Thoughts on the Debt Ceiling Crisis

For centuries, the U.S. has spent more money than it takes in. Even though tax revenues increase as the economy grows, they have been outpaced by spending over time.

The debt ceiling is the maximum amount that the U.S. government can borrow by issuing bonds.

The Treasury Department finances that gap by selling government securities. The “debt ceiling” or debt limit was created under the Second Liberty Bond Act of 1917 allowing Congress to limit how much the Treasury Department can borrow to fund the programs it’s legally obligated to pay for: Social Security, Medicare, military salaries, tax refunds, national interest payments and more. It can be similarly characterized as a credit card limit.

Congress has always acted when called upon to raise the debt limit. Since 1960, Congress has acted 78 separate times to permanently raise, temporarily extend, or revise the definition of the debt limit – 49 times under Republican presidents and 29 times under Democratic presidents. Congressional leaders in both parties have recognized that this is necessary.

The debt ceiling has been raised or suspended several times to avoid the risk of default.

Raising the debt limit does not authorize new spending commitments. It allows the financing of existing legal obligations.

The debt ceiling has been raised or suspended numerous times over the years to avoid the worst-case scenario, which would be a default by the U.S. government on its debt.

There is often questioning over about who holds U.S. debt – and what this may mean financially and geopolitically. While it’s true that Treasuries are held by other countries (including China), since Treasuries are important to the global financial system, about 77% of the national debt is held either by the U.S. government itself or by U.S. citizens.

The amount held by U.S. government entities is generally not included by economists when considering the total size of the debt, since this is the equivalent of moving money from one pocket to the other. News media numbers focus on total debt rather than “net debt,” and may not provide the most accurate picture.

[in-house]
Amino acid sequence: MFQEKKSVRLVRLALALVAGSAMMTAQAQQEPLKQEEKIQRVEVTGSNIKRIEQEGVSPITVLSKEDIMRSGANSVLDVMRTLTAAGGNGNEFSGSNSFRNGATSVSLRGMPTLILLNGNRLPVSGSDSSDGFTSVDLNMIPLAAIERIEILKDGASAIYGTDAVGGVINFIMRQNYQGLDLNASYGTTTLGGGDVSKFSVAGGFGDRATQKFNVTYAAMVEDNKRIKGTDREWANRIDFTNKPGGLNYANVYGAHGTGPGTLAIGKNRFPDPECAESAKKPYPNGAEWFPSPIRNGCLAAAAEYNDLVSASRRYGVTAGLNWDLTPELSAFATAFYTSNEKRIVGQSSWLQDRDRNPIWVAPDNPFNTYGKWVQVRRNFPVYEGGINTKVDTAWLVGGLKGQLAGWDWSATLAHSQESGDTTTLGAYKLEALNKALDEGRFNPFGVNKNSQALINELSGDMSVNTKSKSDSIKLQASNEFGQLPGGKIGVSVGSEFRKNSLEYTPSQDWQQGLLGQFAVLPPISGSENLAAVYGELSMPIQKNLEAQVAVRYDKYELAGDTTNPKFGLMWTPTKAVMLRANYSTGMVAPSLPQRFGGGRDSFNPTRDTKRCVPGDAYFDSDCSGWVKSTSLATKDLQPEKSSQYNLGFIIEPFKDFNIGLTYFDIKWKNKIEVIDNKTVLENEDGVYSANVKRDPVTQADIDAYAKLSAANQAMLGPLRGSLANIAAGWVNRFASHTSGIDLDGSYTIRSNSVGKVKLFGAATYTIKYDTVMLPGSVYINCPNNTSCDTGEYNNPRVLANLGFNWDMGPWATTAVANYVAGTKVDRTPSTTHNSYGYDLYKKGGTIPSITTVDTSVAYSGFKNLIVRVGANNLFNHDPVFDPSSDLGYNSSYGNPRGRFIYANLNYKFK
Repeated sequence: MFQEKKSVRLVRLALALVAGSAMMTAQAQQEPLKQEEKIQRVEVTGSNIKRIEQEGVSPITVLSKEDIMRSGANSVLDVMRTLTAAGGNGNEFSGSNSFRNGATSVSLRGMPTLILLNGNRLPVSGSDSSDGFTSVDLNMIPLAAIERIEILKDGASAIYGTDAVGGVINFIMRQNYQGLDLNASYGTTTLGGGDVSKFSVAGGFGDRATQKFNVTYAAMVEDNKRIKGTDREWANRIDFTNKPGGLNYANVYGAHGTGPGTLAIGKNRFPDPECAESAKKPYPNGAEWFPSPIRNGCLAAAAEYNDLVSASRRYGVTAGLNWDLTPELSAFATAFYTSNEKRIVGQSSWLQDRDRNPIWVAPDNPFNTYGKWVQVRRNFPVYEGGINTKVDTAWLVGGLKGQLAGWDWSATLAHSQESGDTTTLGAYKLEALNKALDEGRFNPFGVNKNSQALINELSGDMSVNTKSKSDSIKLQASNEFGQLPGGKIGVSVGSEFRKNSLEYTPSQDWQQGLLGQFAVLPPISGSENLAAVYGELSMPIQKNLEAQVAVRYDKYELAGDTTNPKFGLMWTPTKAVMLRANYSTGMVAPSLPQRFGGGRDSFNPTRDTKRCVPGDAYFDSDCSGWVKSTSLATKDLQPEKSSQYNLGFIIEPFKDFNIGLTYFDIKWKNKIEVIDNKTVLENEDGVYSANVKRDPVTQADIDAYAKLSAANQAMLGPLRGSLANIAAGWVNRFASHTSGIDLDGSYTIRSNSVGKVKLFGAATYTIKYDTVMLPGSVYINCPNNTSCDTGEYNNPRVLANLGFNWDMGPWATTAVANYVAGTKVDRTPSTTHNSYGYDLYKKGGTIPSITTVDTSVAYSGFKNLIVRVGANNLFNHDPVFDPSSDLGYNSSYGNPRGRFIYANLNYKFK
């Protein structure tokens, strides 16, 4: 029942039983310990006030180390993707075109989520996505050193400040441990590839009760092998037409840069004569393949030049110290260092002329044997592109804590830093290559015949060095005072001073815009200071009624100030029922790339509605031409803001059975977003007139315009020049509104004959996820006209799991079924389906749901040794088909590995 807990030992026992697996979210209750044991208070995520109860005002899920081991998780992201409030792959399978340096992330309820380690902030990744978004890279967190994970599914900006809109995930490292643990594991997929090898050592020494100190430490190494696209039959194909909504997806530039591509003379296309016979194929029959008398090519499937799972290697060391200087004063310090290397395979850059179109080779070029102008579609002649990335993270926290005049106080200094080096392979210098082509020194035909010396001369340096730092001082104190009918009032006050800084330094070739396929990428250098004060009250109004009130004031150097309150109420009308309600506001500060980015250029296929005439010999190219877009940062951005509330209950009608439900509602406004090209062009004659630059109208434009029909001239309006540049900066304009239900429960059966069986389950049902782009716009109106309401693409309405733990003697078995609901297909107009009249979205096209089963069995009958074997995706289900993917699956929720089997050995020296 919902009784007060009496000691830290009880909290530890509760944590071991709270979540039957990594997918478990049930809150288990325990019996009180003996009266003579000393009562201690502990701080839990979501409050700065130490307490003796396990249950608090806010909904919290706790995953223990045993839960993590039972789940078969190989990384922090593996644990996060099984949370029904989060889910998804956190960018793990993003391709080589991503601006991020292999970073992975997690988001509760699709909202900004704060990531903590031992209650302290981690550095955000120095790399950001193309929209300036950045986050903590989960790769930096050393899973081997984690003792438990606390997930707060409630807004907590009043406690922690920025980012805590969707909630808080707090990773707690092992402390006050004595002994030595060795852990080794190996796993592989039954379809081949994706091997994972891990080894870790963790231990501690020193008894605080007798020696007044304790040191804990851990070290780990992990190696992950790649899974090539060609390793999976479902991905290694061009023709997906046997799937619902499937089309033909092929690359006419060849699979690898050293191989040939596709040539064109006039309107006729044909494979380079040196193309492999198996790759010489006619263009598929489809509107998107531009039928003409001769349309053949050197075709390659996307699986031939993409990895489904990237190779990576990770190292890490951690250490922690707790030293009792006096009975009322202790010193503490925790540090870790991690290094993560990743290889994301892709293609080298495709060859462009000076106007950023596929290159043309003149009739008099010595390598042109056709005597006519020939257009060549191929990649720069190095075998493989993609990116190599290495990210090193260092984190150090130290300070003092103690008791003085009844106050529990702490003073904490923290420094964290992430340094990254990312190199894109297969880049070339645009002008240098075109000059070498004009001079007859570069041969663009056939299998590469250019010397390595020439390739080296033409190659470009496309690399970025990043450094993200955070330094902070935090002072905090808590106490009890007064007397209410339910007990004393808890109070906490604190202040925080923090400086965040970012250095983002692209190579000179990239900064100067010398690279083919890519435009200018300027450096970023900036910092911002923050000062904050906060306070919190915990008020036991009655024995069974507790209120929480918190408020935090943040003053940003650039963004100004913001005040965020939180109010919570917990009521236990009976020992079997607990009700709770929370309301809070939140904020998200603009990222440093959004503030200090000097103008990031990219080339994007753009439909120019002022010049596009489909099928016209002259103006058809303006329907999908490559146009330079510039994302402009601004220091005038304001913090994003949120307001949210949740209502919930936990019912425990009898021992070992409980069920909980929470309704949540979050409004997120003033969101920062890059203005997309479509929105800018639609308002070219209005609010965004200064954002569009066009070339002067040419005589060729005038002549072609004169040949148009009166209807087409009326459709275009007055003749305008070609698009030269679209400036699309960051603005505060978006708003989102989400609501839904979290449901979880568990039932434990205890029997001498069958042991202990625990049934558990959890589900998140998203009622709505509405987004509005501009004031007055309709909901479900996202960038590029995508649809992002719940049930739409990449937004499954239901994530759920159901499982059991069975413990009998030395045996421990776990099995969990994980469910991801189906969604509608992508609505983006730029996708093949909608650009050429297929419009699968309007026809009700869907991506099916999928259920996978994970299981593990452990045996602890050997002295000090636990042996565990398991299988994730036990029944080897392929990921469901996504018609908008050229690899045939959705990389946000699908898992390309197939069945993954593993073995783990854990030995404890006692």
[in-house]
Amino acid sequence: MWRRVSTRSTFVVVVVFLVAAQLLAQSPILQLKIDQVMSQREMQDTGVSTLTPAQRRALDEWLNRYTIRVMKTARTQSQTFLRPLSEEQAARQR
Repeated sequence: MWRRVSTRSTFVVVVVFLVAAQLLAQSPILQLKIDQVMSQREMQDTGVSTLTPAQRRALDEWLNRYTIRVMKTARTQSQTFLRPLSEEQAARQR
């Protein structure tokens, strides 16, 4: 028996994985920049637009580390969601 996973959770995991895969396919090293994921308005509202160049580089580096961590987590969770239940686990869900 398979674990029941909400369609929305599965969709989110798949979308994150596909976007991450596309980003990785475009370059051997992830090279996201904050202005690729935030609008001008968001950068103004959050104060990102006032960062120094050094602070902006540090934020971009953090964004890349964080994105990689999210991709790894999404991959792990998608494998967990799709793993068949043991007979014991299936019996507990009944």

Many question who holds U.S. debt and what this means financially and geopolitically.

There is concern that growing debt and deficit levels will impact the attractiveness of Treasuries; hindering  the government’s ability to roll its debt, especially given the jump in interest rates. While this is a possibility, it’s not definite where the limits will be. Japan, for instance, has been operating with a debt to GDP ratio of about 250% for years. Though interest rates have definitely risen over the past two years, they have also stabilized and fallen over the past several months.

It is unclear how this will play out politically before the estimated June 5 deadline. The positive stance is that financial markets have taken these events in stride. Historically for the past 100 years,  markets have done well regardless of the exact level of the government debt and taxes. For the last 20 years, the best times to invest have been when the deficit has been the worst. These are times when the government engages emergency spending, which tends to coincide with the worst points of the market. While this isn’t something investors would hope is repeated often, it does underscore the importance of not over-reacting to fiscal policy and politics in one’s portfolio.

There have been several conflicts over the debt ceiling between the White House and Congress, some of which have led to government shutdowns.

It’s important to separate fear and emotions from savings and investments. The debt ceiling and federal debt won’t be resolved anytime soon, and there will continue to be media coverage over the next few months. While investors in the market can’t control what they hear, they can control what actions they take.

The policy analysis provided by Youngs Advisory Group, Inc., does not constitute and should not be interpreted as an endorsement of any political party. The information provided here is for general information purposes only and should not be considered an individualized recommendation or personalized investment advice. Data contained herein from third-party providers is obtained from what are considered reliable sources.  However, its accuracy, completeness or reliability cannot be guaranteed.  Supporting documentation for any claims or statistical information is available upon request.